Maritime automation and fleet intelligence in maritime cargo logistics face the same digitalisation challenge as in Smart Mobility (MaaS) in passenger transport.
Finland is investing in maritime automation and fleet intelligence in many ways. The Finnish legislation was recently amended to enable development of autonomous shipping by allowing shipowners to apply exemptions to watchkeeping and minimum vessel manning requirements. Remote pilotage, i.e. pilotage taking place outside a ship, is allowed in Finnish waters as of 1 February 2019. Finland is also actively participating in an assessment process in the IMO to determine how IMO conventions may apply to autonomous ships with different degrees of autonomy.
Major advances were made in autonomous shipping in December 2018: Finferries and Rolls-Royce demonstrated the world’s first fully autonomous ferry, and Helsinki Region Transport (HSL) and ABB successfully tested to remotely operate a ferry. Autonomous shipping is also reflected in the educational field, Novia University of Applied Sciences has launched a master’s degree programme on autonomous maritime operations. The above mentioned are only a few examples of the emerging sector of maritime automation in Finland.
Allocation of Liabilities
Vessel automation raises many kinds of questions in the field of regulation, one of which is the allocation of liabilities. The Finnish Maritime Code (674/1994, as amended), and more precisely part III of it, includes the provisions regarding liability. The general provision on liability can be found in section 1 of chapter 7, under which the shipowner (FI: laivanisäntä, SV: redare) shall be liable to compensate damage caused by the fault or neglect of the master, crew or others performing services for the ship.
In the light of this provision, what would be the liability of a programmer of an autonomous ship control system or other new parties involved? Could product liability, regulated in the Product Liability Act (694/1990, as amended) in Finland, be applied to damages caused by autonomous vessels or vessel equipment, or some components or software thereof? But how would the different types of liability be integrated? Allocation of liabilities between a shipowner, programmer, shipbuilder, subcontractor and marine insurer, and possible other parties involved, requires new approach and thinking.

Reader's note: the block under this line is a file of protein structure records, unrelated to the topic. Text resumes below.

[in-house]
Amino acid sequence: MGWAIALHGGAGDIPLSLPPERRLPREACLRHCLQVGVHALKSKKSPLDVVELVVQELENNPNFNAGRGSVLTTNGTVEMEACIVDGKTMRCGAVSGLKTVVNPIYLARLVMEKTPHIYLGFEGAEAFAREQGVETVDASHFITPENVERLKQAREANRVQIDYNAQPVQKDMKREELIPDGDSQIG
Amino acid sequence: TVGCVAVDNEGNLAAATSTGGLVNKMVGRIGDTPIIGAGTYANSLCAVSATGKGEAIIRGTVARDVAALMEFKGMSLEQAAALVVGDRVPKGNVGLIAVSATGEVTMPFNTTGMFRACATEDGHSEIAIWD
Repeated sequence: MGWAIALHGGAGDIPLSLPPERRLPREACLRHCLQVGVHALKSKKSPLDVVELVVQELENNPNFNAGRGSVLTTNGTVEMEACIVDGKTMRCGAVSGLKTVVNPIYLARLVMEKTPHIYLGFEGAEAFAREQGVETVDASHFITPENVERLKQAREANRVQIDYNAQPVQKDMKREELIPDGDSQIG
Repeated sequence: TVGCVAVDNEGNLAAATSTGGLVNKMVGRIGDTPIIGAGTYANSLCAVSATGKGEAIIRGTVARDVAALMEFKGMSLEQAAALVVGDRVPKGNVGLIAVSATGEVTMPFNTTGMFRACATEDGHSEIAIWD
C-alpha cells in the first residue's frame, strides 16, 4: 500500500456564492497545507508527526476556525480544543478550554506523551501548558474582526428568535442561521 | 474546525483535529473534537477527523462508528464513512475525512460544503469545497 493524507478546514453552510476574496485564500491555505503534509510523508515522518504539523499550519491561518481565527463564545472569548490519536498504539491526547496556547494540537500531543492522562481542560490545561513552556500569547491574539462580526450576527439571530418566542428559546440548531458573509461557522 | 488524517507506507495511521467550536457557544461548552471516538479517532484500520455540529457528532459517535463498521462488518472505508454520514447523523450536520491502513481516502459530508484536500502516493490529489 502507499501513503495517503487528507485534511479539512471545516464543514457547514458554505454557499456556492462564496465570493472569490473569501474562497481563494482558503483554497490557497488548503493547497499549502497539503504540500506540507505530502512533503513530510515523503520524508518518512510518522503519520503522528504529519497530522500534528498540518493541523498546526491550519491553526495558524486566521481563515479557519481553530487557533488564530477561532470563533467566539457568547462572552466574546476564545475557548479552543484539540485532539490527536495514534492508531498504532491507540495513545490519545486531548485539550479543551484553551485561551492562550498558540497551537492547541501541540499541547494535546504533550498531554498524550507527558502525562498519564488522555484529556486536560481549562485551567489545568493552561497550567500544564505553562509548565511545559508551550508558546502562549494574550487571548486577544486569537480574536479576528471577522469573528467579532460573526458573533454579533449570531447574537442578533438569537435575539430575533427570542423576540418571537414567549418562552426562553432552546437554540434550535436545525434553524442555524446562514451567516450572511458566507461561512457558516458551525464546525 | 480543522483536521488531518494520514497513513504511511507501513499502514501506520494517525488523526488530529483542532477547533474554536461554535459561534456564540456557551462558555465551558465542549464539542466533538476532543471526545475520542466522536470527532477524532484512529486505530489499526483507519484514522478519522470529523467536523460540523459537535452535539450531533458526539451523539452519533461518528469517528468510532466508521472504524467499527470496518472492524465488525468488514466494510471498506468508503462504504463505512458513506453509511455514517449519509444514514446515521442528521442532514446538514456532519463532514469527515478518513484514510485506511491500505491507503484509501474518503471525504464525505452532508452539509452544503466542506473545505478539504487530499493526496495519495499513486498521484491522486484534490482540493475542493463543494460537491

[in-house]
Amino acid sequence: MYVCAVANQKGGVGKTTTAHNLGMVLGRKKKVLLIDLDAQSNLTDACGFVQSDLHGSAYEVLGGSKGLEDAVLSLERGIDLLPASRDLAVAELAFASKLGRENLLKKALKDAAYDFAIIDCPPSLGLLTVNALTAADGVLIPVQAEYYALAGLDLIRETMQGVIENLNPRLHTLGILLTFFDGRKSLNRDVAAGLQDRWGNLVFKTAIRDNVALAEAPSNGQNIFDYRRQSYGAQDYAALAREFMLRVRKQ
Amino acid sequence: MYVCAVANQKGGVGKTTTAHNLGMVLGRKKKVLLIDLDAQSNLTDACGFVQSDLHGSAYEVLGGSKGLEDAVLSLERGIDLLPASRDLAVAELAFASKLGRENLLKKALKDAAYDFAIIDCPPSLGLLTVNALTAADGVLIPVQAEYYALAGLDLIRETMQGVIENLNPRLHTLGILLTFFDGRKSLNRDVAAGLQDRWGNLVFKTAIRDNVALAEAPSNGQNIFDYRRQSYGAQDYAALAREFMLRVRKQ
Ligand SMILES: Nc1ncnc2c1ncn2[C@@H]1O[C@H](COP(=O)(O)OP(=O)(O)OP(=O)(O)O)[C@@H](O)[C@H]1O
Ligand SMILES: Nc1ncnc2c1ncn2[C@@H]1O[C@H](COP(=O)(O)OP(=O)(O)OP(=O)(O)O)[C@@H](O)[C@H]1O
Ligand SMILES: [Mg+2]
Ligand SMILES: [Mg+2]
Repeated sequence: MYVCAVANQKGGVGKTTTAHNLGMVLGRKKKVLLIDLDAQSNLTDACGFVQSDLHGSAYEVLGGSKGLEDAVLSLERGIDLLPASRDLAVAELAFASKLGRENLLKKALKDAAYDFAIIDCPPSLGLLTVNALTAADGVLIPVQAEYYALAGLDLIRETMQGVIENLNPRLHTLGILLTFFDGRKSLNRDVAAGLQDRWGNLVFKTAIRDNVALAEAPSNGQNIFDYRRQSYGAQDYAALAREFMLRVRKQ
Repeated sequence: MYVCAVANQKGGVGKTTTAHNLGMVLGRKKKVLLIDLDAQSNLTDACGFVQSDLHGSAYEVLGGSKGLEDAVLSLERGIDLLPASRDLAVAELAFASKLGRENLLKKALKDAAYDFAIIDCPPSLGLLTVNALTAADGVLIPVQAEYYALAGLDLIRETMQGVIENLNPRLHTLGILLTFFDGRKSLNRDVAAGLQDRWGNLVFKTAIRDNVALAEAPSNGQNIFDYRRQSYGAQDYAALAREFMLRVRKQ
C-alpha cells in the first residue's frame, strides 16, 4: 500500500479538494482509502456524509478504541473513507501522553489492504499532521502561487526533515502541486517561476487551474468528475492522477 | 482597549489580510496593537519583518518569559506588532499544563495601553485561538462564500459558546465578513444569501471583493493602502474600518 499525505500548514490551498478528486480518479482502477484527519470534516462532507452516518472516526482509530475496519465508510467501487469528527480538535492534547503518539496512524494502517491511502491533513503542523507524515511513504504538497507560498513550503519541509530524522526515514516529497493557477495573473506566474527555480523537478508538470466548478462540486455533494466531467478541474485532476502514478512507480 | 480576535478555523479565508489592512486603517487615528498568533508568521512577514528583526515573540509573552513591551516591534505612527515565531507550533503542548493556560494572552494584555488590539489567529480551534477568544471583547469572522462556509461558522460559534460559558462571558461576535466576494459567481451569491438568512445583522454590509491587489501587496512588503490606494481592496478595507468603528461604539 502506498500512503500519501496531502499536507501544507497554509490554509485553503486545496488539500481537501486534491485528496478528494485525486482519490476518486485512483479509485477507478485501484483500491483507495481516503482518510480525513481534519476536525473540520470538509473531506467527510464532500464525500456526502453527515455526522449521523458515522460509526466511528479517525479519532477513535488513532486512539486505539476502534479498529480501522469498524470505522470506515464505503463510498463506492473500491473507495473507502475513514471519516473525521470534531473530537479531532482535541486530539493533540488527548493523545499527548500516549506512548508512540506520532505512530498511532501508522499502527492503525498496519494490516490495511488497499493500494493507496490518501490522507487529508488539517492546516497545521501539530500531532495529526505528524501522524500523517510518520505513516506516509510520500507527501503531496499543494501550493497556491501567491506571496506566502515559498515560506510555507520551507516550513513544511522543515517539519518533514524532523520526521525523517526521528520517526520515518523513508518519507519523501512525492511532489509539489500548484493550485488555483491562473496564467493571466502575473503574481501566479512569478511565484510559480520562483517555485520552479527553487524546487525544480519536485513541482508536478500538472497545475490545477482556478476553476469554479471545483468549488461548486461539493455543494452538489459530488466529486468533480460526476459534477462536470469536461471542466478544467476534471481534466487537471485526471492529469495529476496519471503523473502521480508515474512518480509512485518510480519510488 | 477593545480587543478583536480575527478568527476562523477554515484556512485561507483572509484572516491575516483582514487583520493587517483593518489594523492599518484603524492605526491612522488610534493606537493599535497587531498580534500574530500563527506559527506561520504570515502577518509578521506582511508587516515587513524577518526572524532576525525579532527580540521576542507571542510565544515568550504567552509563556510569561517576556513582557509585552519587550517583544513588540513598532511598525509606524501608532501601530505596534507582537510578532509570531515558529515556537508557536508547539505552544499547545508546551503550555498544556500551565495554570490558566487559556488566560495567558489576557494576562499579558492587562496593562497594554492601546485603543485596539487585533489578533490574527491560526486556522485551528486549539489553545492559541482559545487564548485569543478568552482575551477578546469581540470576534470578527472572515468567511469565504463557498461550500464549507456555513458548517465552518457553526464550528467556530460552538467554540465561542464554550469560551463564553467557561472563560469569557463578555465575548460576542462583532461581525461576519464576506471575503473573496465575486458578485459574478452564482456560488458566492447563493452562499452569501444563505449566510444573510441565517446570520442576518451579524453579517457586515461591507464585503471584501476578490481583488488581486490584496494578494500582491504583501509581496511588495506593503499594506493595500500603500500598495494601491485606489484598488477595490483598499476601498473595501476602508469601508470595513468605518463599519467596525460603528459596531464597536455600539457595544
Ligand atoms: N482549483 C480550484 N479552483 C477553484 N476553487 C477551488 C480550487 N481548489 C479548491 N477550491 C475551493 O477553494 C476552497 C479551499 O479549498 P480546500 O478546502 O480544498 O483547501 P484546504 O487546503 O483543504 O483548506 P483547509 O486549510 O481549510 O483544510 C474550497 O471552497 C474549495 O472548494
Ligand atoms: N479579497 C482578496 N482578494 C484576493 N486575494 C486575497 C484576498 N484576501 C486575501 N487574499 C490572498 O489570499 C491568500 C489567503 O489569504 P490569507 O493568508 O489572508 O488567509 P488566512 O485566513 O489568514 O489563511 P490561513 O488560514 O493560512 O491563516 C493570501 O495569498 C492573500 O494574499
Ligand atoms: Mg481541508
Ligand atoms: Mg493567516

When reviewing the allocation of liabilities, remotely controlled vessels and autonomous vessels should be distinguished from each other. In practice, the autonomy level may vary which is likely to make a liability framework multiform. The IMO classifies the different degrees of autonomy as follows:
Degree one: Ship with automated processes and decision support: Seafarers are on board to operate and control shipboard systems and functions. Some operations may be automated and at times be unsupervised but with seafarers on board ready to take control.
Degree two: Remotely controlled ship with seafarers on board: The ship is controlled and operated from another location. Seafarers are available on board to take control and to operate the shipboard systems and functions.
Degree three: Remotely controlled ship without seafarers on board: The ship is controlled and operated from another location. There are no seafarers on board.
Degree four: Fully autonomous ship: The operating system of the ship is able to make decisions and determine actions by itself.
Shipowners of conventional vessels should not be forgotten either, as autonomous and remotely controlled ships will sail side by side with conventional ones. Firstly, this begs the practical question of how ship-to-ship communication between ships is going to be arranged. Secondly, when it comes to a possible collision between a conventional and an autonomous ship or a conventional and a remotely controlled ship, the allocation of liability might demand re-evaluating.
Neither international maritime conventions nor Finnish laws have been prepared with a view to autonomous shipping. Consequently, for example the liability provisions will need to be interpreted in a new way or to be amended. Stakeholders in the maritime industry should prepare themselves for new, and perhaps creative, ways of thinking and interpreting liability questions that will arise. And one thing is sure, they will arise.
Because maritime and land transport, as well as cargo and passenger traffic, face similar challenges and are often also closely integrated, it would be recommendable to apply the same best practices to the whole transport chain. This could mean applying similar principles and regulatory approaches in liability issues to all modes of transport.